Yorkshire Pudding

From Paul Curtis

This is a traditional English dish served with Roast Beef. It is best when it is hot. It is served as either one large baked mass broken up into little squares or a fancier way (such as is served at Simpsons in the Strand in London) is to bake it separately as a  popover. This requires a special pan with deep cups.   

      The key to this whole thing is heat. The ingredients must be at room temperature prior to cooking. The pan with the drippings must be 500 degrees Fahrenheit prior to adding the ingredients. Timing is crucial as the mix must be well beaten and aerated. If there are any variations to this practice then the pudding may not rise.   I have encountered friendly differences of opinion in this matter. However, this is what I find works best.


  • 2 Eggs

  • 1 Cup Flour

  • 1 Cup Whole Milk

  • 3/4 teaspoon salt

  • Lots of drippings from a Roast Beef






























To prepare:

  • Depending on the cut of beef, you might ask the butcher for some suet to produce more drippings.

  • For traditional method, use a shallow roasting or broiler pan Do not use a turkey roaster. It's too deep.

  • Be sure to set your oven racks to the right height prior to starting.

  • About two to three hours before serving time, depending on the time of year  (no more than 1 hour in the summer time as ingredients may spoil quickly if left out too long) remove milk and eggs from the refrigerator and leave to warm to room temperature. Be sure to crack eggs and leave out in a bowl.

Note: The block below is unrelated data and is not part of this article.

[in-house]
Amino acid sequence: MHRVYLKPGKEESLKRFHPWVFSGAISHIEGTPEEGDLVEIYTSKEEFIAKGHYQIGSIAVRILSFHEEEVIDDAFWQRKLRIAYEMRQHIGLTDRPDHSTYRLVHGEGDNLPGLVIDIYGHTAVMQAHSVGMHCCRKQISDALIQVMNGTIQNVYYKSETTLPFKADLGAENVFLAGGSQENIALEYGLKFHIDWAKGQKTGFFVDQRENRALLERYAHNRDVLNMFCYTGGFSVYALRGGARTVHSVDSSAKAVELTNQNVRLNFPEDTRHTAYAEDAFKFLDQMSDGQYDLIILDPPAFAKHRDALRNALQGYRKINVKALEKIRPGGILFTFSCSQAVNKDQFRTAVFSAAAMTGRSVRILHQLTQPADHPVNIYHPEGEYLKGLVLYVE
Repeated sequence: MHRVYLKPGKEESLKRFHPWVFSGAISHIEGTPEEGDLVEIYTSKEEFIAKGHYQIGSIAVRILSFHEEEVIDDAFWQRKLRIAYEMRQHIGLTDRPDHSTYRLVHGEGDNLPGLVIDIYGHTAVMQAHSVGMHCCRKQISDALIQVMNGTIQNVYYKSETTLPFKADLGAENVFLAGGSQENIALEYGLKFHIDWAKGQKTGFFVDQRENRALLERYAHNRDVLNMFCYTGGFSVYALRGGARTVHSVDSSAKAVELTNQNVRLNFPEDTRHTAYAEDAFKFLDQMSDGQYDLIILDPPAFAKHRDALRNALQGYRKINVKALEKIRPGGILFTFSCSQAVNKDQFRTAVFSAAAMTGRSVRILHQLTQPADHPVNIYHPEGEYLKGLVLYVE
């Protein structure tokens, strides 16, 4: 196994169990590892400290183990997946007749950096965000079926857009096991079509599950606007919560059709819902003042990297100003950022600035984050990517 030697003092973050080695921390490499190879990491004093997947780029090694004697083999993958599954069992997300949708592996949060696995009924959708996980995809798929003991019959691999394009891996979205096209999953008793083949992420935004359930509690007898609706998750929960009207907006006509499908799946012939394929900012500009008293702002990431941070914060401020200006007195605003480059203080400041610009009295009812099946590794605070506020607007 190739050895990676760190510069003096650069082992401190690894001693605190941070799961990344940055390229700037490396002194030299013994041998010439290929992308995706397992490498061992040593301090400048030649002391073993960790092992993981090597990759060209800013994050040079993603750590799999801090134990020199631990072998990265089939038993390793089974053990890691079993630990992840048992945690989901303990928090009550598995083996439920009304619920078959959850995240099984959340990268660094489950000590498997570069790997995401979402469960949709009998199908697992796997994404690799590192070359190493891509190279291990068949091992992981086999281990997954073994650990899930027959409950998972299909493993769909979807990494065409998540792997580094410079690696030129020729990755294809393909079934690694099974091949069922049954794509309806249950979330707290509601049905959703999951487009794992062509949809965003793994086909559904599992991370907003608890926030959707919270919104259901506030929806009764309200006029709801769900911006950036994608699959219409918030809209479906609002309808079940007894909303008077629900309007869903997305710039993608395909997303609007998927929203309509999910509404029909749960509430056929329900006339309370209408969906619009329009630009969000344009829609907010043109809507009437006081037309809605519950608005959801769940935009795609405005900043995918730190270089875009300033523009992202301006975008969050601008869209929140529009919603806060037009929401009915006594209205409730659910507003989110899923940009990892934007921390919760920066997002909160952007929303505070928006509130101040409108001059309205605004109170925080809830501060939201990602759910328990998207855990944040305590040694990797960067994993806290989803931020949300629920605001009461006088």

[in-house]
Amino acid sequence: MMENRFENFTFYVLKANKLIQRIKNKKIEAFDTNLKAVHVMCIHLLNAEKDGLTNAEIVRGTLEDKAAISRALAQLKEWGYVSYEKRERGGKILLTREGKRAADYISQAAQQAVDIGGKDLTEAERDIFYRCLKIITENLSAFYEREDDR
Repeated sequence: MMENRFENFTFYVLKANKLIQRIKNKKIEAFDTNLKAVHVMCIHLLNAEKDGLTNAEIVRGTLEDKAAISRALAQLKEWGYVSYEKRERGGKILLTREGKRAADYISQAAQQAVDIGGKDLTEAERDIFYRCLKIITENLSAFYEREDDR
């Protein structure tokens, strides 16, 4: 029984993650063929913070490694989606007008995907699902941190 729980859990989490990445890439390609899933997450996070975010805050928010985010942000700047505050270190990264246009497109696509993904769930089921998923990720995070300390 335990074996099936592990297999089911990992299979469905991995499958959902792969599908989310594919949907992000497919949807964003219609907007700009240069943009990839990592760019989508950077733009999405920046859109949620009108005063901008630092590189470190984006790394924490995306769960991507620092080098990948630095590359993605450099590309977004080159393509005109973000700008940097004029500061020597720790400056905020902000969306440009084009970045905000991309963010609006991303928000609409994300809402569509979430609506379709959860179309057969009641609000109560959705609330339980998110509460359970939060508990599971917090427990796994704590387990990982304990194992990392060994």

1. Just prior to the last 20 minutes of cooking the roast beef to your liking, remove it from the oven and place it on a  plate or platter. Reserve about half of the drippings for gravy. As for the other half, this will be the drippings used to bake the pudding in.

  2. If you are going to bake the pudding in the traditional way, then leave about 1/8 to 1/4-inch layer of drippings in the bottom of the roasting pan while reserving the rest for gravy.

  3. Set the oven to 500 degrees then put the pan back in for a few minutes while you begin mixing the pudding.

  4. In a good mixing bowl, add the flour. Make a sort of well in the middle.

  5. Add the eggs, and beat them in.

  6. Then, add the milk and salt. Now, beat vigorously with a whisk for several minutes so as to well aerate the mixture. (You may want  to save a little bit of the blood from the beef as it is waiting on the plate to add to the hot pan prior to adding the mix. To get the beef to drain a little blood, cut a small slice.)   

  7. When the mix has bubbles throughout, remove the hot pan from the oven

  8. Quickly add the little bit of blood and then the pudding mix, pouring quickly and evenly throughout the pan.

  9. Place a rack on top of the roasting pan and put the beef on the rack and  place everything  back in the oven for the remaining twenty minutes.

For the popover method, follow the same procedure but, simply add the drippings to each cup. Fill the individual cups up about 1/3 of the way with the mix. You can also simply add the drippings to a plain old baking pan and cook it that way too. Just remember, whatever way you choose, heat is paramount.  

Serve with the beef gravy.